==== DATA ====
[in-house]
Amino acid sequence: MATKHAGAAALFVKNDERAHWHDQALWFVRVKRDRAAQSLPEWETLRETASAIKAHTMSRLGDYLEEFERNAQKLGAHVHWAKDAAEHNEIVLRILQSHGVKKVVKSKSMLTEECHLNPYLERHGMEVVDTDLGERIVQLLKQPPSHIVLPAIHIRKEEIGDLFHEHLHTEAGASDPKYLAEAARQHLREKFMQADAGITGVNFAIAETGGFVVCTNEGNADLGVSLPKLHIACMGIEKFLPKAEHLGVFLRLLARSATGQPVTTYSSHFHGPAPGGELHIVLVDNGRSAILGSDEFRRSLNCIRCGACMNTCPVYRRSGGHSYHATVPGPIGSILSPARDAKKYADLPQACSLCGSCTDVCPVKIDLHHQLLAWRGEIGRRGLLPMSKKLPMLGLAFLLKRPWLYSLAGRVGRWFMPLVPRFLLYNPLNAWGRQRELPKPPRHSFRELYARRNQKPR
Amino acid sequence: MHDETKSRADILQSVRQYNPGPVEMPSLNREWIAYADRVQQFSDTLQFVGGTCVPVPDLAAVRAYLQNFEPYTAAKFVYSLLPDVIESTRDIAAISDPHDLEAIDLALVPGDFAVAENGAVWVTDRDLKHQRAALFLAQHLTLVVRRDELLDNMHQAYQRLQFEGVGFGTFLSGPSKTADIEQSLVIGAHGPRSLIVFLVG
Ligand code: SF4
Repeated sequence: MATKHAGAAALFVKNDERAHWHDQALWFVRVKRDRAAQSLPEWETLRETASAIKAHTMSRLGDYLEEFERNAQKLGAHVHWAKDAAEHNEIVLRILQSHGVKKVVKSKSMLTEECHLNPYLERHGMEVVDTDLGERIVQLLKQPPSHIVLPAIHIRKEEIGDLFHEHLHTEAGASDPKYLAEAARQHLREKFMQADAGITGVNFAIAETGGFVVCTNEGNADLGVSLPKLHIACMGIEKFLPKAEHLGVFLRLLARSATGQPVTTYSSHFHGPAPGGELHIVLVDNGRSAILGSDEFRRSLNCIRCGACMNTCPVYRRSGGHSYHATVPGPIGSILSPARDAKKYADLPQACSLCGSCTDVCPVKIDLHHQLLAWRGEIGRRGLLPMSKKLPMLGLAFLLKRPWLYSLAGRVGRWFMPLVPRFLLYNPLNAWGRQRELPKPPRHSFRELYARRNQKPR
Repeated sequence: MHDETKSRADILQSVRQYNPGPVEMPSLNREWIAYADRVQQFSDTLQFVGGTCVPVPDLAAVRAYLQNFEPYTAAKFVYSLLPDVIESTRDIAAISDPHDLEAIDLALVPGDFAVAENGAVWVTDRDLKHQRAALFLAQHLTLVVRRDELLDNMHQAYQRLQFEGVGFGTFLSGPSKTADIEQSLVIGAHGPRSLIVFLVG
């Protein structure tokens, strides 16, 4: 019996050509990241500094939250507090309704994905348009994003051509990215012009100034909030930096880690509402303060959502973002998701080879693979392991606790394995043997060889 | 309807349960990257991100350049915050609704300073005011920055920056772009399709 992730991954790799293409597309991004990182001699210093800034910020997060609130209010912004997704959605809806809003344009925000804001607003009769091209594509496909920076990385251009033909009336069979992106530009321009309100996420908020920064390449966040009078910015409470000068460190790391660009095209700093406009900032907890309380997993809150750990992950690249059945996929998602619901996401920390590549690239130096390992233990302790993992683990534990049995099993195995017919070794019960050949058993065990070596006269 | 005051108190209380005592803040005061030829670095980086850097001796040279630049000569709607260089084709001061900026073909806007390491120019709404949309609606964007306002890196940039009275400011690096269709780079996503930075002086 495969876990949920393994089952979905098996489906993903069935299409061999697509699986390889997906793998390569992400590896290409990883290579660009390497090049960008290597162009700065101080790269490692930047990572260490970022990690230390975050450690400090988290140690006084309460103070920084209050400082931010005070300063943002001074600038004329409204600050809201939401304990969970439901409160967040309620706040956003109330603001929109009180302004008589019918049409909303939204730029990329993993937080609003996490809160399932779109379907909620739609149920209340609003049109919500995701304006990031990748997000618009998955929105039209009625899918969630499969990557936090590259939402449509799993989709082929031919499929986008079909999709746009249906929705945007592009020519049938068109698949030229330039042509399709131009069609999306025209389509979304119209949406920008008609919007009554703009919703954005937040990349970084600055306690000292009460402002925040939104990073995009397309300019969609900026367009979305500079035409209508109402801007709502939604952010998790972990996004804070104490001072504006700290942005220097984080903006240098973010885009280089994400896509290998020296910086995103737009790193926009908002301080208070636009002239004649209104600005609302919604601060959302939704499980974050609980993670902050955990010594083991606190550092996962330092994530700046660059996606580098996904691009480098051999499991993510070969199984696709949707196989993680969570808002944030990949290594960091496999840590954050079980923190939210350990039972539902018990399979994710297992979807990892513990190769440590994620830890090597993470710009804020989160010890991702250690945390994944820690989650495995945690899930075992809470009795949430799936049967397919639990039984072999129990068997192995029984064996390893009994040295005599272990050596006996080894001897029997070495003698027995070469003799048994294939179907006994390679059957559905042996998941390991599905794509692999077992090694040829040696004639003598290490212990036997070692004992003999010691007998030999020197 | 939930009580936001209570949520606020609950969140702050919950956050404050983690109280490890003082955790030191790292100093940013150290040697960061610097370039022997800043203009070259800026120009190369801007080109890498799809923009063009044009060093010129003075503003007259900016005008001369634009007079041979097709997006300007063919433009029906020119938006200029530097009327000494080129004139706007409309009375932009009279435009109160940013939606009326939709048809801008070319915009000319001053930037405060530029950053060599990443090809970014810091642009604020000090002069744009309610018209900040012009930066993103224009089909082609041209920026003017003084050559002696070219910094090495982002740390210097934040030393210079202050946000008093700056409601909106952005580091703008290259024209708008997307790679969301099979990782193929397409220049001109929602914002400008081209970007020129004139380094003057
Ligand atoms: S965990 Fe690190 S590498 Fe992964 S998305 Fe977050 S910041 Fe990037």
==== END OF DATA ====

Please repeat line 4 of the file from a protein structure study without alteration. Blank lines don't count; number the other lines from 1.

Ligand code: SF4